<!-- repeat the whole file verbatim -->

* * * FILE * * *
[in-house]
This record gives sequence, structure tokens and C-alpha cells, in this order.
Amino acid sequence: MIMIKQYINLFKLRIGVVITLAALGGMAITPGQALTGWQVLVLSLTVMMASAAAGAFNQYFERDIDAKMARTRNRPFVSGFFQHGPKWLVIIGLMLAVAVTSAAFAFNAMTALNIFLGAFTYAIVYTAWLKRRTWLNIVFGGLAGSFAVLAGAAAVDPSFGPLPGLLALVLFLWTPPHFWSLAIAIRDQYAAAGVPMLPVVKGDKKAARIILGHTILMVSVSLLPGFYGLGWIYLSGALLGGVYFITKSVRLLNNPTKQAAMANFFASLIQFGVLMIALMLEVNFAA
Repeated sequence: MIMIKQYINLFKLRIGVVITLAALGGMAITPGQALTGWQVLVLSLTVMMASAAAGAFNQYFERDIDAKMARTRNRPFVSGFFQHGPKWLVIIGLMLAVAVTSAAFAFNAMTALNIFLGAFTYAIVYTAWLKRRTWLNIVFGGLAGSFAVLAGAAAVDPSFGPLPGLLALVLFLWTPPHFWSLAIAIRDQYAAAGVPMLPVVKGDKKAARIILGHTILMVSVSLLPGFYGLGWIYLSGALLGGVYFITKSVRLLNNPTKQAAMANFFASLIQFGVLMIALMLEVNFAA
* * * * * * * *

[in-house]
This record gives sequence, structure tokens and C-alpha cells, in this order.
Amino acid sequence: MIMIKQYINLFKLRIGVVITLAALGGMAITPGQALTGWQVLVLSLTVMMASAAAGAFNQYFERDIDAKMARTRNRPFVSGFFQHGPKWLVIIGLMLAVAVTSAAFAFNAMTALNIFLGAFTYAIVYTAWLKRRTWLNIVFGGLAGSFAVLAGAAAVDPSFGPLPGLLALVLFLWTPPHFWSLAIAIRDQYAAAGVPMLPVVKGDKKAARIILGHTILMVSVSLLPGFYGLGWIYLSGALLGGVYFITKSVRLLNNPTKQAAMANFFASLIQFGVLMIALMLEVNFAA
Repeated sequence: MIMIKQYINLFKLRIGVVITLAALGGMAITPGQALTGWQVLVLSLTVMMASAAAGAFNQYFERDIDAKMARTRNRPFVSGFFQHGPKWLVIIGLMLAVAVTSAAFAFNAMTALNIFLGAFTYAIVYTAWLKRRTWLNIVFGGLAGSFAVLAGAAAVDPSFGPLPGLLALVLFLWTPPHFWSLAIAIRDQYAAAGVPMLPVVKGDKKAARIILGHTILMVSVSLLPGFYGLGWIYLSGALLGGVYFITKSVRLLNNPTKQAAMANFFASLIQFGVLMIALMLEVNFAA